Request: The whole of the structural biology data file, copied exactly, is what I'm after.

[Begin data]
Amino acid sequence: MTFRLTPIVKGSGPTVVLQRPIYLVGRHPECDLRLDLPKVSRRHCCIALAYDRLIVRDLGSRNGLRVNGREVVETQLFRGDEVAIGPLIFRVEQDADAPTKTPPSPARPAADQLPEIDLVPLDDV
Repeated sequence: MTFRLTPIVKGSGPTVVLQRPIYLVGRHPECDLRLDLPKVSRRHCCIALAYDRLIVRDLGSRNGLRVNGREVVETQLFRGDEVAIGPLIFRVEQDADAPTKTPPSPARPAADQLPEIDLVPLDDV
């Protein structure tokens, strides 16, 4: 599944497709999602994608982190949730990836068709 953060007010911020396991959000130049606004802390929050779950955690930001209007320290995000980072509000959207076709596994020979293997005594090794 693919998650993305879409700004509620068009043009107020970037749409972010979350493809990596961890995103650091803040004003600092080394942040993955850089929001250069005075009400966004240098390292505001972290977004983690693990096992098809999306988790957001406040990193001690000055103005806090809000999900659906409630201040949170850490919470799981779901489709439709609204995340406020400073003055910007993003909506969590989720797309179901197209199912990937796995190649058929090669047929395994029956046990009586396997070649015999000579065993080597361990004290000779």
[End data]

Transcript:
Amino acid sequence: MTFRLTPIVKGSGPTVVLQRPIYLVGRHPECDLRLDLPKVSRRHCCIALAYDRLIVRDLGSRNGLRVNGREVVETQLFRGDEVAIGPLIFRVEQDADAPTKTPPSPARPAADQLPEIDLVPLDDV
Repeated sequence: MTFRLTPIVKGSGPTVVLQRPIYLVGRHPECDLRLDLPKVSRRHCCIALAYDRLIVRDLGSRNGLRVNGREVVETQLFRGDEVAIGPLIFRVEQDADAPTKTPPSPARPAADQLPEIDLVPLDDV
């Protein structure tokens, strides 16, 4: 599944497709999602994608982190949730990836068709 953060007010911020396991959000130049606004802390929050779950955690930001209007320290995000980072509000959207076709596994020979293997005594090794 693919998650993305879409700004509620068009043009107020970037749409972010979350493809990596961890995103650091803040004003600092080394942040993955850089929001250069005075009400966004240098390292505001972290977004983690693990096992098809999306988790957001406040990193001690000055103005806090809000999900659906409630201040949170850490919470799981779901489709439709609204995340406020400073003055910007993003909506969590989720797309179901197209199912990937796995190649058929090669047929395994029956046990009586396997070649015999000579065993080597361990004290000779």